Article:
(2013) Leisel Schwarz, Del Ray, £14.99, hrdbk, 378pp, ISBN 978-0-919-49863-0
This is the debut novel by British writer Leisel Schwarz, and unusual (for a first novel) in that it is the first in a series of the 'Chronicles of Light and Shadow': unusual because that shows great confidence on the part of the publishers, Del Ray (Random House) that this book is going to sell. More unusual because I hear that the author has signed a five book deal – not bad for someone without even a short story credit to her name. So is Random House’s confidence justified?
Well, fairies are mentioned in the first sentence, vampires in the third. Normally I would stop right there but reviewers do not get that option so I carried on. I am glad I did, because this is a well written, well constructed tale with engaging characters and a confident, articulate style. It’s steampunk, so don’t expect high art, but it works and it is entertaining.
This is the story of Eleanor Chance, who flies airships for a living, and who has a destiny she resists for most of the book. She agrees to take on a passenger and a mysterious, sealed cargo from Paris to London. The passenger, Marsh, is of course more than he seems and the cargo is much in demand. So much so, that they have to leave Paris in a hurry, without flight clearance, and with the French police shooting frantically at them.
When they get to England they find that Elle’s father has been abducted so they begin a chase across Europe in a gyrocopter chased by pirates in airships, on the Orient Express by thugs and nightwalkers (vampires) and through the streets of Constantinople by just about everybody. It all builds to a crescendo where things could get decidedly nasty.
Two things drive this book. One is the narrative, which pushes the action well, ramping up tension nicely but still giving space for characterisation. The second is the budding romance between Elle and March, telegraphed right from the start but holding the novel together throughout. This is very much a steampunk romance, but do not let that put you off: the mix is actually quite endearing.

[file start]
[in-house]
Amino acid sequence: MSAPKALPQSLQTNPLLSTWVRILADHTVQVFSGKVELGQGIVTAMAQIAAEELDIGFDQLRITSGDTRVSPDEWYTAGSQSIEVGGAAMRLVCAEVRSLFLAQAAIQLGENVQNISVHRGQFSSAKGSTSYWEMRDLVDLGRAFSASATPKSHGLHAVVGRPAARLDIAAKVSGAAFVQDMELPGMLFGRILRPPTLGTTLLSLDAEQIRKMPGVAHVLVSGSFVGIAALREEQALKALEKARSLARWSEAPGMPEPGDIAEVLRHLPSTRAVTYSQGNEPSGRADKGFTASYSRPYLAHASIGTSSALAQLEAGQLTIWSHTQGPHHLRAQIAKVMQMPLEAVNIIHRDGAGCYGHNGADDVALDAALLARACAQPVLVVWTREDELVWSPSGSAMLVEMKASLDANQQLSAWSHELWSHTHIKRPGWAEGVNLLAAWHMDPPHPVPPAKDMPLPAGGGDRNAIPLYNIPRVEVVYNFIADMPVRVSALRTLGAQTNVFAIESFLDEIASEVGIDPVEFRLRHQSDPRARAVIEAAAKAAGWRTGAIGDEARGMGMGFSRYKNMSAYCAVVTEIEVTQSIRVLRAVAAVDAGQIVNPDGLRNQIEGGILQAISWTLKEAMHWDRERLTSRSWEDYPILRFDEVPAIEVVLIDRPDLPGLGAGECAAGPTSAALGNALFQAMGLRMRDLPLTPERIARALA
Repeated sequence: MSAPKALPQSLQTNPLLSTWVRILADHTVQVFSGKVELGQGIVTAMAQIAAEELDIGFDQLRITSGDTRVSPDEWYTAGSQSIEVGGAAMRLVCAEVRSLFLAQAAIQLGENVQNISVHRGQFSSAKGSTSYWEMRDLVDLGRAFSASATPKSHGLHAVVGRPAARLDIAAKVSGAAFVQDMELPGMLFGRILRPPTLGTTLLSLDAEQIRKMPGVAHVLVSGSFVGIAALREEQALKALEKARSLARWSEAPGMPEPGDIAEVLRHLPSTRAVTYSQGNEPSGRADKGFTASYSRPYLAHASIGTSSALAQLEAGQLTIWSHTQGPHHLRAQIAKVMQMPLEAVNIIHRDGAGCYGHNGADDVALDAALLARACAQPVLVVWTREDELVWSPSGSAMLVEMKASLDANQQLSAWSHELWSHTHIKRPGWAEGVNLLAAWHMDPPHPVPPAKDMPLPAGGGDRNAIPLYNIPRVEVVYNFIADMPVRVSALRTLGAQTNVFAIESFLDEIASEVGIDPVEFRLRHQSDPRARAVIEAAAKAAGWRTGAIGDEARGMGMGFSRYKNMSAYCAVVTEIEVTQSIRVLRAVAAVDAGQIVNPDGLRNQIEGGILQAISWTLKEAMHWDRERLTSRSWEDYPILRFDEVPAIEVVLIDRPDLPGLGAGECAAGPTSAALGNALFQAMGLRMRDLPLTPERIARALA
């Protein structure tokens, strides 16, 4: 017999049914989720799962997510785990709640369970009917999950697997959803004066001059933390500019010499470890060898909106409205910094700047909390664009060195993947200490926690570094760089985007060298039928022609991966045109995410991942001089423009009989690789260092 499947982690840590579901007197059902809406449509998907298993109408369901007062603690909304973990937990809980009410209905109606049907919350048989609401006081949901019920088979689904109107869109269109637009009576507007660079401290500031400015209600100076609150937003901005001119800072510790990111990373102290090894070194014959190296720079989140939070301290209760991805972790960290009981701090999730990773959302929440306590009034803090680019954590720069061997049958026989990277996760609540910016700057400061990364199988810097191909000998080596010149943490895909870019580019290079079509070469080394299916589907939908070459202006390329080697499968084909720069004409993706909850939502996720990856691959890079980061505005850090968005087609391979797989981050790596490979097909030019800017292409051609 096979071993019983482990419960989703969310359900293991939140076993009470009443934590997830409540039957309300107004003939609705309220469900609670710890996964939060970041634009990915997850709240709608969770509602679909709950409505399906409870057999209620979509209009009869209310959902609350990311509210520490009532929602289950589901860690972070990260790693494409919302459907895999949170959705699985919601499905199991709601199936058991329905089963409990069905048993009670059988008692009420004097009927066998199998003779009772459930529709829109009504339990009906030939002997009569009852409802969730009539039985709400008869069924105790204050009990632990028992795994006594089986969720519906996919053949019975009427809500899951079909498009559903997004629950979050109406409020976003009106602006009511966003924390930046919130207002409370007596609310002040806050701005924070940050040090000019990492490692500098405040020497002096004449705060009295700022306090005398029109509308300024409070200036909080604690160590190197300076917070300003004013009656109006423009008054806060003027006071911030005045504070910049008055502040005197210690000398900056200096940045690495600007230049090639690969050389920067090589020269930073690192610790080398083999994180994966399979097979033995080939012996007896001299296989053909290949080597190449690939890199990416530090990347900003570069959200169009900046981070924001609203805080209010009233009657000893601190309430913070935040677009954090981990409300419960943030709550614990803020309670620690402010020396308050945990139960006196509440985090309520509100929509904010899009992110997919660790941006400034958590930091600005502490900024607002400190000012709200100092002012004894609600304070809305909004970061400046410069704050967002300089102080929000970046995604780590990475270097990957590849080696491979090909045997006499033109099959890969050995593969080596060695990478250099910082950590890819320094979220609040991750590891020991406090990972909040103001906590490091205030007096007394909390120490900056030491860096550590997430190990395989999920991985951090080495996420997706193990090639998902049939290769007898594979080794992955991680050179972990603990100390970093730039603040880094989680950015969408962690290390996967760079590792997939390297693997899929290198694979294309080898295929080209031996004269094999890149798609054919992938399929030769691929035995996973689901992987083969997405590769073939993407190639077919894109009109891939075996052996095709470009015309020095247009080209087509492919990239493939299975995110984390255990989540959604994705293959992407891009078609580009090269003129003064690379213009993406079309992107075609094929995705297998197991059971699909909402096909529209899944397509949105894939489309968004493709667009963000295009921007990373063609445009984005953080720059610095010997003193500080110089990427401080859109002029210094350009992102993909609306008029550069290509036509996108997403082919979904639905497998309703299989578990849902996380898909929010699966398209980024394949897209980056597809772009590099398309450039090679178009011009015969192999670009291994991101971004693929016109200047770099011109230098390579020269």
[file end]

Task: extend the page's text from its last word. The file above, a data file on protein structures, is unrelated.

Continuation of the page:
The underlying theme of the series is the fight between the ‘Light’ and the ‘Shadow’, which on the surface sounds like straight good and evil. But some of the good guys – Marsh for instance, and the delightful nightcrawler Loisa – are attached to Shadow and the bad guys (the alchemists) are, I believe, aligned with the Light. Shadow is all about magic and Light about science and invention. As one rises the other wanes. By 1903, when the book is set, science and industry have reduced the power and influence of magic and Light and Shadow are out of balance. The whole system is normally held together by the Oracle, but when the book opens there isn’t a proper Oracle overseeing things. And when one starts to emerge, both Light and Dark want her to shore up their own position.
The fuzzy nature of Light and Shadow is important in making this book more than just a steampunk by numbers story. Characters flip from good to bad to good to somewhere in the middle and there’s lots if misdirection to keep you on your toes.
The book is a bit uneven, though. There is a prologue of sorts written by an absinthe fairy (really) which is misleading in tone and then the book proper kicks off chapter one with a line I wish I had written: ‘the opium den above the café du Aleix smelled of clove incense and oblivion’. Great line, but still a misdirect because the book is not about opium or oblivion, just as it is not about vampires and fairies. After a while the style loosens up and the story proper emerges, but for a few chapters the style seems a little forced, as if the text has been through a few too many revisions. It really settles down about half way through, and from that point on the story is a delight, so stick with it.
So, good world building, and a strong narrative. This book is the first in a trilogy, and the sequel is set up nicely. A bit Mercedes Lackey in style and approach maybe but don’t we all need a bit of romance in our lives? It’s gothic, it’s steampunk and it’s well written.
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